19. I reckon we could see the YG ST, as Con 35%, Lab 35%, UKIP 13%, Lib Dem 11%

    Not sure why the Lab vote has collapsed a little. There was a negative reaction to Ed Milibands budget response, but I am not sure this was the reason.

    I have no doubt that the Tories have picked up a little due to the pension change in the budget. Even if people are not due to receive their pension for years, they will like the change of giving people choice.

  20. “So is there anything Labour can do to stop this mini slide in the polls?”

    I don’t think so. Labour won’t win a majority next year IMO, but a coalition with the LDs is a strong possibility.

  21. @Adam

    The incumbent government isn’t seeking re-election, its contituent parties are – an not as a Coalition either. So I’m not sure the pull back of support often enjoyed by incumbent governments in the year before elections is relevant here.

    For example, it the LDs are boosted by this phenomenon in the South, but not in the North, that will hurt the Tories and help Labour, as the LDs cling on to LD/Con marginals.

  22. @Andy JS

    Not with Clegg or Alexander it isn’t!

  23. @Adam
    ‘Add to that the common trend for incumbent governments picking up votes as you get nearer an election and it doesn’t look good for Lab’

    That does not always happen . Labour would have done significantly better in Spring 1978 than at the General Election a year later. It is also the case that more often than not the incumbent tends to lose ground during the election campaign proper – perhaps because the opposition will receive equal exposure. On that basis, the Tories are likely to fare less well in May 2015 than a month earlier.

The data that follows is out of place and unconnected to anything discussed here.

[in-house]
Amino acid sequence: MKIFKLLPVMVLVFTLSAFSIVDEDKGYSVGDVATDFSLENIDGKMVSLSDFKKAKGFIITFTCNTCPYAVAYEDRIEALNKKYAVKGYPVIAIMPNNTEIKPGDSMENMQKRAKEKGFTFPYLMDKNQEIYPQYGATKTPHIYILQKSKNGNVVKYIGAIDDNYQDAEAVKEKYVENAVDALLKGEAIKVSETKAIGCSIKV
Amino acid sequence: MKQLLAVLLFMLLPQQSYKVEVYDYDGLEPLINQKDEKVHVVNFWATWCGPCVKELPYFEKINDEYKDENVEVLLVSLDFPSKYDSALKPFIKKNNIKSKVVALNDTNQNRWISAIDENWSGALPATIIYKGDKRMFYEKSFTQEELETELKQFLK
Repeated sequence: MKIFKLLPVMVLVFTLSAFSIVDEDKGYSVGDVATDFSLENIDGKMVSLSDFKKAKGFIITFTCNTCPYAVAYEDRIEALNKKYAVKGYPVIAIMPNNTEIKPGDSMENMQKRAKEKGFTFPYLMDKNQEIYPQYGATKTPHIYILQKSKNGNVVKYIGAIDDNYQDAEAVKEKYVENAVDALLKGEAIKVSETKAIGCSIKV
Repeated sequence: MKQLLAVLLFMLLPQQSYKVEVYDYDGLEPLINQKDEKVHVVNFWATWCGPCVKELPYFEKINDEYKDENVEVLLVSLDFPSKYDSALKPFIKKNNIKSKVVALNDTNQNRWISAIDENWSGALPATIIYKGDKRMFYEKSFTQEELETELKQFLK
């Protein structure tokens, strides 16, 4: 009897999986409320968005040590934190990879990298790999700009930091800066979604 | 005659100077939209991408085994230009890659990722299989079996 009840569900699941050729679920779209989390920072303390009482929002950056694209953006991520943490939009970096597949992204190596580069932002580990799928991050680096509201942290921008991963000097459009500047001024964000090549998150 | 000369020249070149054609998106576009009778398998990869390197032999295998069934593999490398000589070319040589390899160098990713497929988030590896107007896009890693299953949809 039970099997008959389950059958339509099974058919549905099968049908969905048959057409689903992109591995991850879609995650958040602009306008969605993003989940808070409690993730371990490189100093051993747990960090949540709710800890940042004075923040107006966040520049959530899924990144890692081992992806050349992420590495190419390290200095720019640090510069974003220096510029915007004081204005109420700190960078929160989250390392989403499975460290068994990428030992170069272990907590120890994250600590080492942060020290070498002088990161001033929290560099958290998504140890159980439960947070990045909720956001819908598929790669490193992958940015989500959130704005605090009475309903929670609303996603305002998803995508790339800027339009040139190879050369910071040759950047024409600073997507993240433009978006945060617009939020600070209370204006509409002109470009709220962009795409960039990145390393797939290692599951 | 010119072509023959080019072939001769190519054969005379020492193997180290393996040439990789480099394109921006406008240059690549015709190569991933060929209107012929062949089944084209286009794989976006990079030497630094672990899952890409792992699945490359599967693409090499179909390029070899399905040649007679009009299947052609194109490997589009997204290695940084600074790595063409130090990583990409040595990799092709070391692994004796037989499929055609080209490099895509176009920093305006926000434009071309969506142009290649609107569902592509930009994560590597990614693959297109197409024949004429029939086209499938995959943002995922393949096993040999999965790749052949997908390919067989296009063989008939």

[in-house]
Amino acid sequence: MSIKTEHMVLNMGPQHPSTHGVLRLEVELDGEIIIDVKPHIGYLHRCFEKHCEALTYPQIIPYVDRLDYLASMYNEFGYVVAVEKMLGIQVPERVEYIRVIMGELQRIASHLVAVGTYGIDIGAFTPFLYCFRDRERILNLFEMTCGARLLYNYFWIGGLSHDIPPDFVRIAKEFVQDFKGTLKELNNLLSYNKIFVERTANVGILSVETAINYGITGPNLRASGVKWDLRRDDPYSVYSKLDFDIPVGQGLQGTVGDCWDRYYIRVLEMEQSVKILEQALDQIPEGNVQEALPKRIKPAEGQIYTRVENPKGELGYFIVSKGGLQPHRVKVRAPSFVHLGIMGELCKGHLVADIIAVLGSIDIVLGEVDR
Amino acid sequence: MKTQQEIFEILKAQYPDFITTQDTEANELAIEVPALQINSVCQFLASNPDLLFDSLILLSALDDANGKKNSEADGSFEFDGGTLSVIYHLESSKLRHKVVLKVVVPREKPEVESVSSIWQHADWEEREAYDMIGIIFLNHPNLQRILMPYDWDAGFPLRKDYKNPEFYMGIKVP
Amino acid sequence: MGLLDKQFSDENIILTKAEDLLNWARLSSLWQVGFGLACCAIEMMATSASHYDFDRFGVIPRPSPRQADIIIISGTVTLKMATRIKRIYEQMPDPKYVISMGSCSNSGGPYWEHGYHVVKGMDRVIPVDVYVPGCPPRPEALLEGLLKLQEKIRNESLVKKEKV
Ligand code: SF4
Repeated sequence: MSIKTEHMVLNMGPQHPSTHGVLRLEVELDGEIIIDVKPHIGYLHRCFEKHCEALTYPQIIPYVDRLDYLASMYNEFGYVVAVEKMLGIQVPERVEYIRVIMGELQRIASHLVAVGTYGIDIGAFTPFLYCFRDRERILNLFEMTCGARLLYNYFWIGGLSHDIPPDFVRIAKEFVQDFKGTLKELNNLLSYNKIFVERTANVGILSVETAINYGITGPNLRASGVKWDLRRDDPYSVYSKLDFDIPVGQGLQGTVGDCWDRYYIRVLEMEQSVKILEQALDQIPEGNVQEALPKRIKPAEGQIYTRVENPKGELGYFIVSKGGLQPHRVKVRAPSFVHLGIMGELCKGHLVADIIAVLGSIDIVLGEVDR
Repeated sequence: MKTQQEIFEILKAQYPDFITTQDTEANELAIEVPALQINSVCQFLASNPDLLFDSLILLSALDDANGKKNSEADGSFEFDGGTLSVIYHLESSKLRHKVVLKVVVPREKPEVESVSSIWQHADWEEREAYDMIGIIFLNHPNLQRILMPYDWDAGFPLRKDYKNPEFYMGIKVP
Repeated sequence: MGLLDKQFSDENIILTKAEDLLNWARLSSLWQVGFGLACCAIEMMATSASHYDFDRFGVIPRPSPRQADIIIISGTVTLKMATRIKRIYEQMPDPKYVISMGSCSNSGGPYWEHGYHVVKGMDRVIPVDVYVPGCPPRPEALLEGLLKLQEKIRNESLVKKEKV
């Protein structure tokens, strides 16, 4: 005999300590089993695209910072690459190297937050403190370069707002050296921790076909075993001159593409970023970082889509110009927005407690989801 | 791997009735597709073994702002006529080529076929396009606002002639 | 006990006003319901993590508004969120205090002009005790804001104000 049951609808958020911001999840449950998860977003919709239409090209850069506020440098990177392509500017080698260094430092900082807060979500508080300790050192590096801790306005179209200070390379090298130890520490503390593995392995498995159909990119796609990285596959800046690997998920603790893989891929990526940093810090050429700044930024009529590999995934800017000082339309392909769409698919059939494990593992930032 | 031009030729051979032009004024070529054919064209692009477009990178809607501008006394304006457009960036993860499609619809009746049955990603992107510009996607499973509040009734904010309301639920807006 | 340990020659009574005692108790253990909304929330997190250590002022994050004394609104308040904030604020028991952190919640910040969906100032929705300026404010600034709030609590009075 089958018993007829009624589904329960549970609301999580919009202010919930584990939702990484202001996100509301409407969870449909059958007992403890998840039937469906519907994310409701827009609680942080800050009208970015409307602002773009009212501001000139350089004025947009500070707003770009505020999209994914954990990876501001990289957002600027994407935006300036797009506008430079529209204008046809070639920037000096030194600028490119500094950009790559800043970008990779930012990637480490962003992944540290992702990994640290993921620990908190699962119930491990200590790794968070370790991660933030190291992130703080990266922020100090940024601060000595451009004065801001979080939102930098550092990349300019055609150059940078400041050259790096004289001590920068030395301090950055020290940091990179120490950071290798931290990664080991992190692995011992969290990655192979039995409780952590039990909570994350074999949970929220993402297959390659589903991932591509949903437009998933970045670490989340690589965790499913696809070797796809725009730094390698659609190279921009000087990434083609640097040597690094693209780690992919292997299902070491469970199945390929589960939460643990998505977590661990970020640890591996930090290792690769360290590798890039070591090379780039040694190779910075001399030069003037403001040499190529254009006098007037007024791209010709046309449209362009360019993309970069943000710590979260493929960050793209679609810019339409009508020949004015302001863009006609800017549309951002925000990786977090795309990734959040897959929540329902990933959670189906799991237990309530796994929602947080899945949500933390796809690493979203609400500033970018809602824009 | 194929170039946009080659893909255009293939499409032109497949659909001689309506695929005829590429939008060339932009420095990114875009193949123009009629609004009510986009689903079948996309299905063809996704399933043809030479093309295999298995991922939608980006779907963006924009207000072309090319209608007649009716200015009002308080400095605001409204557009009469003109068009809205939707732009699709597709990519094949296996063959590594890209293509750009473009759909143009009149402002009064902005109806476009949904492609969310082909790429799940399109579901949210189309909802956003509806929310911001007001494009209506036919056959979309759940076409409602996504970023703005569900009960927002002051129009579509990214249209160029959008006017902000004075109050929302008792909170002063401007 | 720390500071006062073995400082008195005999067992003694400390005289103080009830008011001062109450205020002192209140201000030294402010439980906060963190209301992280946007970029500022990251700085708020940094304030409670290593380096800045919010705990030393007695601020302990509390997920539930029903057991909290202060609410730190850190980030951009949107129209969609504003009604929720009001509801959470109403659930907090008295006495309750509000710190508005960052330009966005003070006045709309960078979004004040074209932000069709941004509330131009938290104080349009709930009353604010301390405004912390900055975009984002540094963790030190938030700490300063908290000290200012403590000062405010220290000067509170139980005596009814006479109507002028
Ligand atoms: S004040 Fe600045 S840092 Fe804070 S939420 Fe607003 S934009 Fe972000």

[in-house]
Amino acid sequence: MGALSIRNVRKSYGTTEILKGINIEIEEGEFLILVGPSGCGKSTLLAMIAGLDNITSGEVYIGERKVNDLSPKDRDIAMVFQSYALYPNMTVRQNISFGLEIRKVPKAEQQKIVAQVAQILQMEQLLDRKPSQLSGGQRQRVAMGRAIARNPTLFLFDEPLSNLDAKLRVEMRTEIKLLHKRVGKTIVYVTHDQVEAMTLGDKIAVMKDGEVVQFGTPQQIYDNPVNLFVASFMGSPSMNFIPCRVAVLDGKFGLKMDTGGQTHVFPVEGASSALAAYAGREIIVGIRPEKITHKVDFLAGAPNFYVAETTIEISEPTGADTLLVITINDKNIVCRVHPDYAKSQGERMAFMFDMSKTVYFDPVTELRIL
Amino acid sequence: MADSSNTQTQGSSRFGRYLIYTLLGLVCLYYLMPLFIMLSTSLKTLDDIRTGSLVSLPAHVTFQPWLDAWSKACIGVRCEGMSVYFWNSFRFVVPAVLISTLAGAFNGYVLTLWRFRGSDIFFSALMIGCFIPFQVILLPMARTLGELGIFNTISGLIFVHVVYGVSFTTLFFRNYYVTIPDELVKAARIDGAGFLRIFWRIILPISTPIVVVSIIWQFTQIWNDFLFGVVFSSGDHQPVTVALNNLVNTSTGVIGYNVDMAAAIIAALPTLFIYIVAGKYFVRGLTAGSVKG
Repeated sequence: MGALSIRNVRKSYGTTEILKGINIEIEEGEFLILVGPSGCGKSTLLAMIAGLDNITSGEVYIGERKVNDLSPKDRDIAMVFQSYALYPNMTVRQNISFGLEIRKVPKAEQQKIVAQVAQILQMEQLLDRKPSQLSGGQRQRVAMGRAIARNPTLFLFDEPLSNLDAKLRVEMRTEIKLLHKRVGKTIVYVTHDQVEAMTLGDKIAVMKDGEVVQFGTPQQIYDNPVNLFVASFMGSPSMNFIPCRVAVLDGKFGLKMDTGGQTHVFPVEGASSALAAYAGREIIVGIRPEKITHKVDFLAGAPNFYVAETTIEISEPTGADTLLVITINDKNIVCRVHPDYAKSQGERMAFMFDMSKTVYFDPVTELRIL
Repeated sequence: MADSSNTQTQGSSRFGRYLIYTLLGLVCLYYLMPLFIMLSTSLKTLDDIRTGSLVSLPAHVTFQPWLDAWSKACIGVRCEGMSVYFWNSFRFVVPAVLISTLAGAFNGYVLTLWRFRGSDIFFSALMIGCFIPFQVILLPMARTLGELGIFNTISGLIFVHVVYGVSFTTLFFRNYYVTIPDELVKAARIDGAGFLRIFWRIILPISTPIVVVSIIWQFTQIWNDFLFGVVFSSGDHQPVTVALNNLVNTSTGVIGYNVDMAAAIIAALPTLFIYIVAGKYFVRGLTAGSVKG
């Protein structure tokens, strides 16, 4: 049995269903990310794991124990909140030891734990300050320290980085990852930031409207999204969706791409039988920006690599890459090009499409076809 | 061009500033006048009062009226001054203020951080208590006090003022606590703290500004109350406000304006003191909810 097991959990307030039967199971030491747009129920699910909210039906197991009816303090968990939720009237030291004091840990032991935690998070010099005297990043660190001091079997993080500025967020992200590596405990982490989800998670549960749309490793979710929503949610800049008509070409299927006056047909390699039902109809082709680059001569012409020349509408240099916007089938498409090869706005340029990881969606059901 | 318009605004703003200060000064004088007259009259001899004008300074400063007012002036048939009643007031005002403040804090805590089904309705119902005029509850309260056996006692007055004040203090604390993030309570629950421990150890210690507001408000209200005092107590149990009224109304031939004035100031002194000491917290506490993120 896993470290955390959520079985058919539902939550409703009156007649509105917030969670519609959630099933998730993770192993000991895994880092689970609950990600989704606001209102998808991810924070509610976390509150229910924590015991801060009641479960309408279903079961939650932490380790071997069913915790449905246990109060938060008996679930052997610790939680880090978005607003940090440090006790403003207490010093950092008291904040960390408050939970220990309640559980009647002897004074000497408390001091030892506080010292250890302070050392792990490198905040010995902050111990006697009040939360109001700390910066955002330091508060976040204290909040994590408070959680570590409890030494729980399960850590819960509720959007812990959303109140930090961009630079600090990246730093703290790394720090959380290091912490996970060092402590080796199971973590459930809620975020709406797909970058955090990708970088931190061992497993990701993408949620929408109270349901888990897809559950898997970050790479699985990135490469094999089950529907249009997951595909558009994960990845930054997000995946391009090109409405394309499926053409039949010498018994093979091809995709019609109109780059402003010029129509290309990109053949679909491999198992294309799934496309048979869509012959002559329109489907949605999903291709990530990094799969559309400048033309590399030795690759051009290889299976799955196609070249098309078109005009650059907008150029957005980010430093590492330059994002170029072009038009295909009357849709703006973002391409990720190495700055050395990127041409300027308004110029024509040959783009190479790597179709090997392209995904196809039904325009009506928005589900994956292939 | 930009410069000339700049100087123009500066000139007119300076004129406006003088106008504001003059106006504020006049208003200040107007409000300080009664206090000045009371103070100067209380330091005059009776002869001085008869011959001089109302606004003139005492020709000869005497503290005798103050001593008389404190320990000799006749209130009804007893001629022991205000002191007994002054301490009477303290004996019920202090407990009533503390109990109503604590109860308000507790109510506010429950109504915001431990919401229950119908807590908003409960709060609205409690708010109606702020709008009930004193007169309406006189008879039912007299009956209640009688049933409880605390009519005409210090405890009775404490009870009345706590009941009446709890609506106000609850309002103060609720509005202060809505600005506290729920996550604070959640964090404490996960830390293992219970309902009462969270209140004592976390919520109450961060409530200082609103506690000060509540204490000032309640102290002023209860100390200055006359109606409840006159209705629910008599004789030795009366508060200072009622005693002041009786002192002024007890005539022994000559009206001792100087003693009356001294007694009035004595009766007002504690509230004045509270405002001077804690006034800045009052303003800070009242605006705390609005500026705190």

24. game over then Tory victory in 2015. :-(

  25. Good Evening All.
    Lovely day here.

    Is it possible to have a list of contributors who have been proven right about the swing back to the Cons please?

  26. @Blue Bob “So is there anything Labour can do to stop this mini slide in the polls?”

    Wait.
    This does appear to be a budget thing, and therefore could be temporary (although can’t hurt the long term economic recovery slowly helping the cons)….and the EUs & locals will be interesting.

    Hard to see how the EUs will play out & be spun, but it’s probably cons more worried than lab…

    Locals will probably be a winner for lab & UKIP, loser for cons & lib…though as so many of the seats are lab anyway, that won’t be hard for cons to portray as “ofc lab doing well in lab seats, no story here”.

  27. @AndyJS

    “So is there anything Labour can do to stop this mini slide in the polls?”

    I don’t think so. Labour won’t win a majority next year IMO, but a coalition with the LDs is a strong possibility.

    You simply cannot tell. There will be further ups and downs before 2015. It looks too close call IMO.

  28. “It looks too close call IMO.”